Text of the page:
engaged learning

Students present vision for Hazelwood Cemetery ahead of 150th anniversary

SPRINGFIELD, Mo., May 5, 2017 — A team of Drury architecture students is helping the City of Springfield envision the future of the largest municipally owned cemetery in the state of Missouri.

Hazelwood Cemetery will celebrate its 150th anniversary in October. As part of the city’s celebration of this event, the Springfield Public Works Department asked the Center for Community Studies at Drury’s Hammons School of Architecture to assist in a community-based visioning process to identify a long-term master plan for the cemetery.

The public is invited to a meeting at 6:30 p.m., Tuesday, May 9, at the Schweitzer Brentwood Branch Library to hear recommendations that have resulted from a community input process.

A group of eight third-year architecture students have spent the past several months working closely with city staff and a citizen advisory committee to assess current conditions and challenges, research cultural practices and trends in the funeral industry, and identify the community’s wants and needs. A few of the recommendations that will be discussed are: consideration of a new main entry off Sunset Street, a new cemetery office/maintenance complex, a “Celebration of Life Center,” development of columbarium and sprinkle-gardens, and establishment of a commemorative monument for the cemetery’s 150th anniversary.

The Drury team will use presentation boards, videos, and models to help illustrate these recommendations. The architecture students were supervised by Professor Jay Garrott, director of the Center for Community Studies, with the assistance of Jeff Barber, environmental design state specialist with the University of Missouri-Extension.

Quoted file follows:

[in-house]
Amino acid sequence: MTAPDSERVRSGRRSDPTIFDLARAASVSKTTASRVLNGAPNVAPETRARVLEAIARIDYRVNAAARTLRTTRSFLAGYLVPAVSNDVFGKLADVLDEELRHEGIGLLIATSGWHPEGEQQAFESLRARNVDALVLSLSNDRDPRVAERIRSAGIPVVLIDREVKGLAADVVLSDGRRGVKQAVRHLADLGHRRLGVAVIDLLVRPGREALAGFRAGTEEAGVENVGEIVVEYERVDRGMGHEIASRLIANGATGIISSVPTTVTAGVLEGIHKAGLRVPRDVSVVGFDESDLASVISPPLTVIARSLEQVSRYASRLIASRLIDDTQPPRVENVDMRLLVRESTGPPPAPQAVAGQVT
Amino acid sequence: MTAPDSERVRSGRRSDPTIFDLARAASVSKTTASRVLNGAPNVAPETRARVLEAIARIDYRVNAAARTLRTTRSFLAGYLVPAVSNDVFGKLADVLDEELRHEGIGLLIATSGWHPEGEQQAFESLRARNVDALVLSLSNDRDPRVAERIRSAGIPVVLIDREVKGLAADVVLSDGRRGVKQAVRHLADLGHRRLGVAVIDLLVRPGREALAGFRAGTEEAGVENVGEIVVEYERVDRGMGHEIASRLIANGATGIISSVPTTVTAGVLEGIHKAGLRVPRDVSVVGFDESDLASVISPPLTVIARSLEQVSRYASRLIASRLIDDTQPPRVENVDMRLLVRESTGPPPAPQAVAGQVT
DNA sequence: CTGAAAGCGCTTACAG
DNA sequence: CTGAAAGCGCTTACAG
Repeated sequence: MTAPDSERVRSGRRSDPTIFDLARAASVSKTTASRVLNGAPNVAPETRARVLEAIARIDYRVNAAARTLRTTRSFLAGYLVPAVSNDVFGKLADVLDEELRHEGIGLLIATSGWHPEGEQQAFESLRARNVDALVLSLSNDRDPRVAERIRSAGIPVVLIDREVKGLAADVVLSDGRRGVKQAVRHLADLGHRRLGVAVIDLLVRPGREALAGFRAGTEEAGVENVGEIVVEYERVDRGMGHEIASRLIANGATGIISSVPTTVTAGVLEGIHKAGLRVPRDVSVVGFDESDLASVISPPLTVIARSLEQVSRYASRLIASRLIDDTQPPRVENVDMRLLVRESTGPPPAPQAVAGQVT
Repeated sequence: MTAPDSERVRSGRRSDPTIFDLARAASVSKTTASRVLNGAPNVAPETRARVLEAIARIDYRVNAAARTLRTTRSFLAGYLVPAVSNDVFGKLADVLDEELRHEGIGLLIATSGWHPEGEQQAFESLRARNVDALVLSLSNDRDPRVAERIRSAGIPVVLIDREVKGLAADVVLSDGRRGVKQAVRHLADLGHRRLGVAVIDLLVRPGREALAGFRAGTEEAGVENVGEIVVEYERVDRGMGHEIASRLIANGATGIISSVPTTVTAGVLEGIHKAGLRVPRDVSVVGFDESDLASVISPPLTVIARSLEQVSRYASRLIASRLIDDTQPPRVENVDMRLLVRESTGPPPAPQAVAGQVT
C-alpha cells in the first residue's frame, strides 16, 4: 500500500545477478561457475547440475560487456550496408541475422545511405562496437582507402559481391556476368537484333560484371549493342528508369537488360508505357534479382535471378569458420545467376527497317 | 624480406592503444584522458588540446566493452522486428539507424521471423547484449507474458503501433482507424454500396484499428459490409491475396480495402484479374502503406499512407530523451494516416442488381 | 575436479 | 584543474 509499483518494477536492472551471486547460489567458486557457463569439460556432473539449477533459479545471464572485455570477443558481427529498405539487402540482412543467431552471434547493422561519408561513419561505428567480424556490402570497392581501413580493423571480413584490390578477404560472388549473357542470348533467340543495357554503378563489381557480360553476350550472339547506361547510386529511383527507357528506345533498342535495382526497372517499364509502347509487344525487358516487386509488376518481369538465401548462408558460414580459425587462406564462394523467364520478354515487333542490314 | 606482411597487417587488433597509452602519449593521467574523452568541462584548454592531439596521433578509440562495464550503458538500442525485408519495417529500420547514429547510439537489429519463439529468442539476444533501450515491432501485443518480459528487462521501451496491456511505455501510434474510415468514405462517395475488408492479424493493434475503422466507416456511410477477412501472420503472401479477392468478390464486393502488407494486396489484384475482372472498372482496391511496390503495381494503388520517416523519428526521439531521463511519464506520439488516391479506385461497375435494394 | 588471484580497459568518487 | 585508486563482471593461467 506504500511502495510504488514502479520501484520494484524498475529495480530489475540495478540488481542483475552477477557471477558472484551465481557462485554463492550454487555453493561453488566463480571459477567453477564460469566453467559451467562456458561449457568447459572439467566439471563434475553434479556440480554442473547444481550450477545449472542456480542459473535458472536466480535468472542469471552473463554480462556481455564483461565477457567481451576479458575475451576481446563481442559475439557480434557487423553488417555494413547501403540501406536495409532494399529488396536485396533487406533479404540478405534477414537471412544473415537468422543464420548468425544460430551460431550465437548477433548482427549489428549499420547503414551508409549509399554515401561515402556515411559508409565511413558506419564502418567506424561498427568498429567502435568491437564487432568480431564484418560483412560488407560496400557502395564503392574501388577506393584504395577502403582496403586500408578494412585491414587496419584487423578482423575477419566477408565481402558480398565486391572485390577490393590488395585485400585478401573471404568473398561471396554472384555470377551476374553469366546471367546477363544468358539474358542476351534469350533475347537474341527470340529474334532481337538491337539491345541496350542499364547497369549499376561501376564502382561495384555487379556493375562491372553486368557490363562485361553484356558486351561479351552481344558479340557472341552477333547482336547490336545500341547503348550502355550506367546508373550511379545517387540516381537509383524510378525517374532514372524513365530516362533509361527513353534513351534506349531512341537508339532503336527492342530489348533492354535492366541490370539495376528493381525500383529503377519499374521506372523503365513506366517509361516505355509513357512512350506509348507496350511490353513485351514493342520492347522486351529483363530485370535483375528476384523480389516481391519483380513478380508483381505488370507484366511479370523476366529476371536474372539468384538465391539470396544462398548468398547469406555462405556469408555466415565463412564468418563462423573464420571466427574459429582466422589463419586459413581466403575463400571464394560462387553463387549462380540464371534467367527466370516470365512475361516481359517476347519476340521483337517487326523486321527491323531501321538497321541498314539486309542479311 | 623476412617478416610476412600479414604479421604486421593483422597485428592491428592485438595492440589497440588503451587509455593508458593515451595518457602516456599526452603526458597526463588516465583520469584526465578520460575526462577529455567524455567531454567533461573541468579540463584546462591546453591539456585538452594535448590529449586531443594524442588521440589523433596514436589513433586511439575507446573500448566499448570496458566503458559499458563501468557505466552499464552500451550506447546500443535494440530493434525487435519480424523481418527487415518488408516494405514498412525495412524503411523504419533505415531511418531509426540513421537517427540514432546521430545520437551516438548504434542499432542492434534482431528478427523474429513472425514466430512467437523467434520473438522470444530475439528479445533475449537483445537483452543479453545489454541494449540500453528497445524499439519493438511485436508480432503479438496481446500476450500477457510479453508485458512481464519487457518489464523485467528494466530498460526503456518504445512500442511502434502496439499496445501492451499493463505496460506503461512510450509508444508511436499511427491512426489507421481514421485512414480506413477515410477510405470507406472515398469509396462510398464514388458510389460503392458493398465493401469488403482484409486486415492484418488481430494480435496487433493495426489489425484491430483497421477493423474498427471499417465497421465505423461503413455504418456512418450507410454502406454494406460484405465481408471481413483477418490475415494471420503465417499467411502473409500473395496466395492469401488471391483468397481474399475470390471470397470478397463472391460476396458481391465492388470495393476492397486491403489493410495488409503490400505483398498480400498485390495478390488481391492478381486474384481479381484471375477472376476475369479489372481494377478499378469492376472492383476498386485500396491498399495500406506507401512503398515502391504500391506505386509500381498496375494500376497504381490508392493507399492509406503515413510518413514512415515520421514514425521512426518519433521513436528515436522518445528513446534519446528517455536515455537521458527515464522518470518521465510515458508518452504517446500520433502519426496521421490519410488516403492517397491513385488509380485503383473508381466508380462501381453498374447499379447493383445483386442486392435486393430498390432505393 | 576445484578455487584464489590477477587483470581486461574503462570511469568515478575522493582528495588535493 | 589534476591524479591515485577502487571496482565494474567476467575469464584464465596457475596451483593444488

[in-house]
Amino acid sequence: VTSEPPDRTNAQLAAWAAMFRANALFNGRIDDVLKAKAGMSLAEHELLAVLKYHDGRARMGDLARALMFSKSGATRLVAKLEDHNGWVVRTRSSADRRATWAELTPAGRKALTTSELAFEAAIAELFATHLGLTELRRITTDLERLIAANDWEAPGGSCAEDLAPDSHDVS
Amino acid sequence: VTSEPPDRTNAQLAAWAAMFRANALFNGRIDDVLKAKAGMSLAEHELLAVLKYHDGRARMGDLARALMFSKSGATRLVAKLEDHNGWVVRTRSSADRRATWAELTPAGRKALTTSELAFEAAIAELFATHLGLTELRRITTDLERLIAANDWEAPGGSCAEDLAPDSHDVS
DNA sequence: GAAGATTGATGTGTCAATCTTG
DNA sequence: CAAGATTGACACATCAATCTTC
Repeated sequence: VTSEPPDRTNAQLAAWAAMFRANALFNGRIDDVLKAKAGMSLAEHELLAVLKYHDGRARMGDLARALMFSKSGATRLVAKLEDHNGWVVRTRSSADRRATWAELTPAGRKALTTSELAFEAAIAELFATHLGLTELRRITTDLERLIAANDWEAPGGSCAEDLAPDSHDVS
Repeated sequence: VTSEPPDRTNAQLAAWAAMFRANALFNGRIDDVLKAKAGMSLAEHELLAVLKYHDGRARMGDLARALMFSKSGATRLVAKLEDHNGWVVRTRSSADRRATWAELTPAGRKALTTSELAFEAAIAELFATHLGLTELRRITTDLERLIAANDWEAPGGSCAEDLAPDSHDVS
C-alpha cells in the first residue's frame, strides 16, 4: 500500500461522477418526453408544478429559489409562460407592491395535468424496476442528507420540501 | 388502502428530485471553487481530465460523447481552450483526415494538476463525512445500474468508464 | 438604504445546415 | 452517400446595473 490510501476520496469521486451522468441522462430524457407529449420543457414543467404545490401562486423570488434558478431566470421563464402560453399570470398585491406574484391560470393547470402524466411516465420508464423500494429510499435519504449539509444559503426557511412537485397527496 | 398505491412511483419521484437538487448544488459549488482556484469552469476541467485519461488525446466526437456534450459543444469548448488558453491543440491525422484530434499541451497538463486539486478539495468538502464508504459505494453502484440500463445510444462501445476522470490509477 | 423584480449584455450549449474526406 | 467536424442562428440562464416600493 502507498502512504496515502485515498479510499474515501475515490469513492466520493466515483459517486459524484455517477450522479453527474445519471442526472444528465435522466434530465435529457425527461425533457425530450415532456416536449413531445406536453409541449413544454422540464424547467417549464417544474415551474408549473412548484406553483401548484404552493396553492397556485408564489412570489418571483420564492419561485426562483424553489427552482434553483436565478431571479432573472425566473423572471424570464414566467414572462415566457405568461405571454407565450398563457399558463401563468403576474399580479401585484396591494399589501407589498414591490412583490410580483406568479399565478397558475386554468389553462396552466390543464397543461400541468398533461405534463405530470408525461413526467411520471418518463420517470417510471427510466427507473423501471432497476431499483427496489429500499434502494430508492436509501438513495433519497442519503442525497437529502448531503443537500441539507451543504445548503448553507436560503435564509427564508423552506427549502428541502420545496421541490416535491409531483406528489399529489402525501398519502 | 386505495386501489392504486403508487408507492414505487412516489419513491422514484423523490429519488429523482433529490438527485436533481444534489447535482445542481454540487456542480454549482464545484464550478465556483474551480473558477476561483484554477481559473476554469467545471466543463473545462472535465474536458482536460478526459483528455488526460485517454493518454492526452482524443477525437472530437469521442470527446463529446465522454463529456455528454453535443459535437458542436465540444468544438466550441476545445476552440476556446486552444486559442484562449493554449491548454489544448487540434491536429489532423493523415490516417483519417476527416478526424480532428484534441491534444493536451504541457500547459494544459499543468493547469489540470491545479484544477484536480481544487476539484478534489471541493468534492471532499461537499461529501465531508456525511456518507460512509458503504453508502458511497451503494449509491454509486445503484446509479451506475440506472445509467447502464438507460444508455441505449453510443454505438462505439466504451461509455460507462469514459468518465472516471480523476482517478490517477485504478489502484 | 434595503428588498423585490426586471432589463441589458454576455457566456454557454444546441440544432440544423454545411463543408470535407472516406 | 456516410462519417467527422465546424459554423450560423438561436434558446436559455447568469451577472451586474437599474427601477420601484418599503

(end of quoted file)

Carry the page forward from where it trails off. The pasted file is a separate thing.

The citizen advisory committee and city staff will continue to oversee development of the plan for throughout the summer with the intent of presenting the final vision at the October celebration of the cemetery’s 150th anniversary.

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Media Contact: Jay Garrott, Professor of Architecture & Director of the Center for Community Studies: (417) 873-7371 or jgarrott@drury.edu.

Architecture students to present visions for the future of C-Street site

SPRINGFIELD, Mo., May 5, 2016 — The Hammons School of Architecture’s Center for Community Studies (CCS) has spent the past four months working with community partners to envision concepts for the long-term redevelopment of The Kitchen, Inc. campus on Commercial Street.